5. Ethno-graphic considerations and cultural norms need to be studied and analyzed in detail, because they help in building the trust deficits of the conflicting parties.
  6. The Resolution Processes should try and build bridges across traditional divide between ancient, indigenous and modern perspectives.
  7. A sustained political dialogue will certainly have a transformative effect to the conflict, even if no political agreement is agreed to. Continuously articulating of views helps in mapping those issues which have the potential to move towards reconciliation.


[i] Sen, Amartya. The Argumentative Indian: Writings on Indian History, Culture and Identity. London: Penguin, 2005.

[ii] Rev. Dr. Selvam Robertson, Christian identity and witness in the present Day Hindutva Nationalism, june23,2019, Accessed on: 5-01-2020,

[iii] Naxal is a loose term used to denote groups waging a struggle on behalf of the landless laborers and tribal/indigenous communities against the landlords, industry and the central and the state government.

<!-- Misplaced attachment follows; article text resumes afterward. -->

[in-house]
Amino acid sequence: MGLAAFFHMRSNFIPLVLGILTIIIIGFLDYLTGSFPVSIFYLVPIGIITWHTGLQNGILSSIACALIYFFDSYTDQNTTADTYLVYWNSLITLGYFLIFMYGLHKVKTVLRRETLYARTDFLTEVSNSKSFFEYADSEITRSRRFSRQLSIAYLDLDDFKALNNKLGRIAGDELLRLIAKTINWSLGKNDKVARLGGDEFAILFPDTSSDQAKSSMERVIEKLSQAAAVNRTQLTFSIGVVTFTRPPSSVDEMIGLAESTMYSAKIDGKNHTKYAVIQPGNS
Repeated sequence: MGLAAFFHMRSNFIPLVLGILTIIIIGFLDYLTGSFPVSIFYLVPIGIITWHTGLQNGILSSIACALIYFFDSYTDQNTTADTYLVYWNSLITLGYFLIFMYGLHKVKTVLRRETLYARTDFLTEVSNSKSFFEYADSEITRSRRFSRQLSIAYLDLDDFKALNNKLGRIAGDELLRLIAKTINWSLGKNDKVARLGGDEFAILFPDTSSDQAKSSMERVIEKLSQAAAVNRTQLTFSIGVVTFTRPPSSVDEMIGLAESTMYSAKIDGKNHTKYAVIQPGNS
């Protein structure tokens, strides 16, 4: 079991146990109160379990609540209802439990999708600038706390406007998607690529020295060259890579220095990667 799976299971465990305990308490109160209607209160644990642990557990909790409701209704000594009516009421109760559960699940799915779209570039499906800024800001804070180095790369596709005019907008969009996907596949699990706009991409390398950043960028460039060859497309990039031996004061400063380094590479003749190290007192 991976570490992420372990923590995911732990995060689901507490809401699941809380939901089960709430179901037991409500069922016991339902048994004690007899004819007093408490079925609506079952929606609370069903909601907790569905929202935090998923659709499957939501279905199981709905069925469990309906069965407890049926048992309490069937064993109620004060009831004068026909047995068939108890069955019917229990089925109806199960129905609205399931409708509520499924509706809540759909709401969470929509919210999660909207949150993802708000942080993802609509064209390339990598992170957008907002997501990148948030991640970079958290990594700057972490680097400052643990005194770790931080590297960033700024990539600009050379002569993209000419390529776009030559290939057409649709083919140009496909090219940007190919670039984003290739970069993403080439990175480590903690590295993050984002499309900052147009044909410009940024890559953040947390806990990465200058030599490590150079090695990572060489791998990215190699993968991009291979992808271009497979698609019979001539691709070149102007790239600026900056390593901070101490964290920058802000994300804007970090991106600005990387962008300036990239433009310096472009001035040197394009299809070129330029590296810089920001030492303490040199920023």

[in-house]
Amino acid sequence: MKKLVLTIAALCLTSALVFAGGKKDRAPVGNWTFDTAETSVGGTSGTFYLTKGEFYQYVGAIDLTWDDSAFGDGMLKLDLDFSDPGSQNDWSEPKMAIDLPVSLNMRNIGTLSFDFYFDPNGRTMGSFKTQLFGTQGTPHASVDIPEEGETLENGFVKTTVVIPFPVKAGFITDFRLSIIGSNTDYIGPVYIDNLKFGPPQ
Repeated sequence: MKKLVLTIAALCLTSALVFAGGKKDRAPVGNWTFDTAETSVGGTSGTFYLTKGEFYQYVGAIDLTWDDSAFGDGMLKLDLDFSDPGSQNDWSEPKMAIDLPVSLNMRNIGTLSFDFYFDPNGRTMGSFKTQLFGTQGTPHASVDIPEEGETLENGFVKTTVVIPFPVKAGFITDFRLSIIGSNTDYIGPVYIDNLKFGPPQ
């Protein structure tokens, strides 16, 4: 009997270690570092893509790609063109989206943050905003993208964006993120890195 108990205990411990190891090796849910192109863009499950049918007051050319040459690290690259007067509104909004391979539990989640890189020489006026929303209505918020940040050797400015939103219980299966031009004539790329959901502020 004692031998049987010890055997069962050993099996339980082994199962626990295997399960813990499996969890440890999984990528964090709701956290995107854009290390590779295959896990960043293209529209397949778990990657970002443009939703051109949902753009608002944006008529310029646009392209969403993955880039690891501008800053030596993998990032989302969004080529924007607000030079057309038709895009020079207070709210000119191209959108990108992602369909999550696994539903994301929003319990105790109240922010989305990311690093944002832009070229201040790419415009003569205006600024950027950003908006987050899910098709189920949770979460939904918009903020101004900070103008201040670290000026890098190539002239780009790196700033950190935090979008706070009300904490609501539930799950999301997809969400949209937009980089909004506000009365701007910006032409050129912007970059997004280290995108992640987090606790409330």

[iv] Conflict Resolution, Learning lessons from the Dialogue processes in India. The Centre for Humanitarian Dialogue and the Delhi Policy Group, July 2011.

[v] NMA is a prominent civil society organization formed by women in Nagaland to address problems of conflict and violence and it helps in creating a platform to address the disparate voices.

[vi] SIXTH SCHEDULE.” Ministry of External Affairs. Accessed on: January 9, 2020.

[vii] This is a traditional Conflict resolution mechanism wherein killing/violence is stopped and negotiations begins.

[viii] These are traditional village-based dispute resolution courts dealing with petty civil and criminal cases within the village.

[ix] Khap panchayat is the union of a few villages, mainly in north India though it exists in similar forms in the rest of the country. Lately they have emerged as quasi-judicial bodies that pronounce harsh punishments based on age-old customs and traditions, often bordering on regressive measures to modern problems.